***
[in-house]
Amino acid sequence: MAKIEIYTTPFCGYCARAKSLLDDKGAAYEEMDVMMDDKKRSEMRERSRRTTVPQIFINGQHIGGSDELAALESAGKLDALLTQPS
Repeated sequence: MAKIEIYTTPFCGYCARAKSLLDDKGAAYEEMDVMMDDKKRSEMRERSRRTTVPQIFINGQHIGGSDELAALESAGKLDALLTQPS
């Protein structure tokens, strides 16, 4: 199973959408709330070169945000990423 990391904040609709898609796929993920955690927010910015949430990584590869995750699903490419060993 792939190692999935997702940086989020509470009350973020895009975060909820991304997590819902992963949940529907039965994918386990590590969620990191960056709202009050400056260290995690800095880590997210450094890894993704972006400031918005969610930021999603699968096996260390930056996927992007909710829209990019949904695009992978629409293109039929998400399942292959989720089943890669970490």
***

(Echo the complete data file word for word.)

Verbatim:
[in-house]
Amino acid sequence: MAKIEIYTTPFCGYCARAKSLLDDKGAAYEEMDVMMDDKKRSEMRERSRRTTVPQIFINGQHIGGSDELAALESAGKLDALLTQPS
Repeated sequence: MAKIEIYTTPFCGYCARAKSLLDDKGAAYEEMDVMMDDKKRSEMRERSRRTTVPQIFINGQHIGGSDELAALESAGKLDALLTQPS
């Protein structure tokens, strides 16, 4: 199973959408709330070169945000990423 990391904040609709898609796929993920955690927010910015949430990584590869995750699903490419060993 792939190692999935997702940086989020509470009350973020895009975060909820991304997590819902992963949940529907039965994918386990590590969620990191960056709202009050400056260290995690800095880590997210450094890894993704972006400031918005969610930021999603699968096996260390930056996927992007909710829209990019949904695009992978629409293109039929998400399942292959989720089943890669970490």